We all have something to teach, and we all have something to learn.
I treasure the teachers in my life – those professors who knew how to both challenge and encourage me, those athletic coaches who push me beyond what I thought I was capable of, and dance instructors who made me feel graceful even when I wasn’t. My teachers have included my parents, mentors, and friends. A teacher may be someone you have known forever or a stranger who you only met once, but what they said or did had lasting impact. There is always an exchange – one of give and take.
As a speech coach, when helping a client develop their story-telling ability, I always encourage them to think about their teachers because without fail, there’s a story within that relationship. A discovery, a decision, or a turning point.
One such teacher I wanted to learn more about was Regina Wiedlin, a wonderful yoga instructor, who has been an important presence in my life and within the Chicago yoga scene for many years…until…about 5 months ago, in the middle of the pandemic, she uprooted herself from Chicago and moved with her partner, John, to Connemara in Ireland. While she continues to teach yoga virtually from Ireland, she is missed by all of us who grew to appreciate her presence in the yoga studio.
When she announced during one class that she was moving to Ireland – I heard “Iowa” and I thought, what the heck?? Not that there is anything wrong with Iowa, of course, but I better understand the allure of the rocky, rural, seaside of Connemara, a cultural region in County Galway, in the west of Ireland. With a population of about 32,000, about 75% of the population are native Irish speakers making it the largest Irish-speaking Gaeltacht community. And, it happens to be the seaweed capital of the world! I had to find out how and why she made this seismic shift in her life.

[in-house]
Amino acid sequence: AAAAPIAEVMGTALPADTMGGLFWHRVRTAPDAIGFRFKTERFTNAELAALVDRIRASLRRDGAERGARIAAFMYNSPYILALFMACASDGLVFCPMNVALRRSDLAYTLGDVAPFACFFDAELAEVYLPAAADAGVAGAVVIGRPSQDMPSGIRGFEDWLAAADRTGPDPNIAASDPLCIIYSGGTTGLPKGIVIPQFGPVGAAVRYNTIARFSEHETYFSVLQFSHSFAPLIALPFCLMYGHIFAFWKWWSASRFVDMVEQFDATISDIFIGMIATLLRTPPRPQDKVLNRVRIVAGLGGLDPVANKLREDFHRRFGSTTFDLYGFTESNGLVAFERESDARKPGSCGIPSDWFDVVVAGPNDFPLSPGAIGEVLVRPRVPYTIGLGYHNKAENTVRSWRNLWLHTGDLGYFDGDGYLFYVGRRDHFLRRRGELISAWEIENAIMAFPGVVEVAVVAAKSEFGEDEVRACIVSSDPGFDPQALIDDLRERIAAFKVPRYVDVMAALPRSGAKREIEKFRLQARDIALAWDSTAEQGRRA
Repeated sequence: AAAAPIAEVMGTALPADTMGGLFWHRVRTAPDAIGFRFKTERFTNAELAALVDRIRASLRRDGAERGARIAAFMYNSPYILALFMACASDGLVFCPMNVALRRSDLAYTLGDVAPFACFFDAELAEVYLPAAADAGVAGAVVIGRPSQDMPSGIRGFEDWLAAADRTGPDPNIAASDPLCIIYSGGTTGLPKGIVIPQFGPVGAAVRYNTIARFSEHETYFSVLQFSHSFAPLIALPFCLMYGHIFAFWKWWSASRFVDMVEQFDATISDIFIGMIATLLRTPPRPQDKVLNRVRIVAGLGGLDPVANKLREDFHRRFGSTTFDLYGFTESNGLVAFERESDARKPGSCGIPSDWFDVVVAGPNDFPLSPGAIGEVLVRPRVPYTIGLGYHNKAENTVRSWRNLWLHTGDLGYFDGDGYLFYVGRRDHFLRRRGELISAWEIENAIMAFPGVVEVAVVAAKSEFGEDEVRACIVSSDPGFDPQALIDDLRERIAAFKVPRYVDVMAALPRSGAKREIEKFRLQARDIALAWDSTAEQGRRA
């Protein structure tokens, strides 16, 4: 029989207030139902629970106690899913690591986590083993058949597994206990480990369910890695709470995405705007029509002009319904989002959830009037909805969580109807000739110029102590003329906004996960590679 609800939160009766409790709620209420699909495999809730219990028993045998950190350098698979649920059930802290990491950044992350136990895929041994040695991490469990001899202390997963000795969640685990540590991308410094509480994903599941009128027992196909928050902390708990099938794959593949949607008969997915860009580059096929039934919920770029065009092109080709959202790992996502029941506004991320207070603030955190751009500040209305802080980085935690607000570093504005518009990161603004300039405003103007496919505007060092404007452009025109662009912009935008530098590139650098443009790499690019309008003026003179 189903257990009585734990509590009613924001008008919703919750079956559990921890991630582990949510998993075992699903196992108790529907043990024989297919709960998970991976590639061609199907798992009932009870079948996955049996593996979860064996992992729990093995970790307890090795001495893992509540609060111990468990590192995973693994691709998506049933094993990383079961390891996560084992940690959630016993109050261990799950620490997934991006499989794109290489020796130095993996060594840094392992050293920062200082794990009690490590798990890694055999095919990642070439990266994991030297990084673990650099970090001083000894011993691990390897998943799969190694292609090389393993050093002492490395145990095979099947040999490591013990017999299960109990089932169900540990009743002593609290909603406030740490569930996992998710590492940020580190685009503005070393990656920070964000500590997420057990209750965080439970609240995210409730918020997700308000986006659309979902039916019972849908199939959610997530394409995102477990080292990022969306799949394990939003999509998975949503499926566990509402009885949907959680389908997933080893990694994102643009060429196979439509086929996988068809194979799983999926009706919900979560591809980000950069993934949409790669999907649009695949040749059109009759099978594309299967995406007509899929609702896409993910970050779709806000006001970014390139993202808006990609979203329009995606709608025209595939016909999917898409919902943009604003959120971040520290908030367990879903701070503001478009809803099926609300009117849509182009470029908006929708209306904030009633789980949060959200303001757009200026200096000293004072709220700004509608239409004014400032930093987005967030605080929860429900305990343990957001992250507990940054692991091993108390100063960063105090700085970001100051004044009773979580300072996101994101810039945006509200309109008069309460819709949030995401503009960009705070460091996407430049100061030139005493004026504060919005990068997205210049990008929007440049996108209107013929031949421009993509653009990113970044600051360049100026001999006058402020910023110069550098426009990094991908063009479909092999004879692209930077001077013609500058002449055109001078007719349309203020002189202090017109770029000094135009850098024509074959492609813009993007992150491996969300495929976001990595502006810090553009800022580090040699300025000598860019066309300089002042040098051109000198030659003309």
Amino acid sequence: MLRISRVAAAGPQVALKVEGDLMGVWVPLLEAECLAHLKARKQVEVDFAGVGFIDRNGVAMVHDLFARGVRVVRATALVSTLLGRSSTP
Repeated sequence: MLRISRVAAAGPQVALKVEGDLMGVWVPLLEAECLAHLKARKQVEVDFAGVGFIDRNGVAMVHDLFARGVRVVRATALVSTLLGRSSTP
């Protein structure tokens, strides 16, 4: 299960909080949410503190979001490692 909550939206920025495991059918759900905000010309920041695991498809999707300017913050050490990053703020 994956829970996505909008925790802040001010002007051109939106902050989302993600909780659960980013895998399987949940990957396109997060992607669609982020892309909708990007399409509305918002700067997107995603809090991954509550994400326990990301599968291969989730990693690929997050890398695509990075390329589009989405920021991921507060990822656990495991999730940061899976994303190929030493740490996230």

During a recent Zoom call, Regina graciously shared that while it was challenging to leave her three daughters, now all in their twenties, she felt a few things made the change easier to do. During here frequent trips to Ireland with John prior to the move she reconnected with an innate desire to live simply in the country. She joked and said it was possibly because she had read so many Laura Ingalls Wilder books as a kid that she couldn’t resist the image of baking a pie and leaving it on her windowsill to cool. So, when John sold his pub in Chicago, she talked it over with her family (she is the youngest of nine!), and with everyone supporting her desire, she said YES and joined John in the place where he grew up.
Despite the fact that she is now living in a new country, away from family, and in a community where most speak a different language than she does, she is thriving amidst the fresh air, quiet, beauty and feels quite content. This change has also prompted a renewal of her love of photography – clearly evident from some of her exquisite Connemara photos featured in this post.
Yes, she misses Chicago and the community she built there but is comforted knowing it’s only a plane flight away. She also acknowledges that the pandemic, interestingly enough, gave her more courage to make this change. The studios where she was teaching were shutting down and she knew she could teach virtually from anywhere. So, why not now?
I asked her what advice she would give to anyone standing on the precipice of this kind of change. She said simply, “Wherever you go in the world, you will find kind people who are willing to reach out a hand and help you if you need it. Trust in humanity – yes, even now – and it will all work out. I knew this change was the right thing for me to do for my heart, soul, and spirit. If it feels that way for you, do it.”
As with any change, Regina knows she will run into speed bumps along the way, and she accepts that as part of the experience. She knows this was an instance of readiness and preparation = opportunity.
Thank you, Regina, for letting me peek under the hood of this life change for you. You have inspired me with your courage and optimism.
Looking for inspiration for an upcoming speech or presentation? Think about your teachers – past and present – and what you learned from them. Reach out and ask them something you’ve always wanted to know more about. If they inspired you, you can be sure their story will inspire others.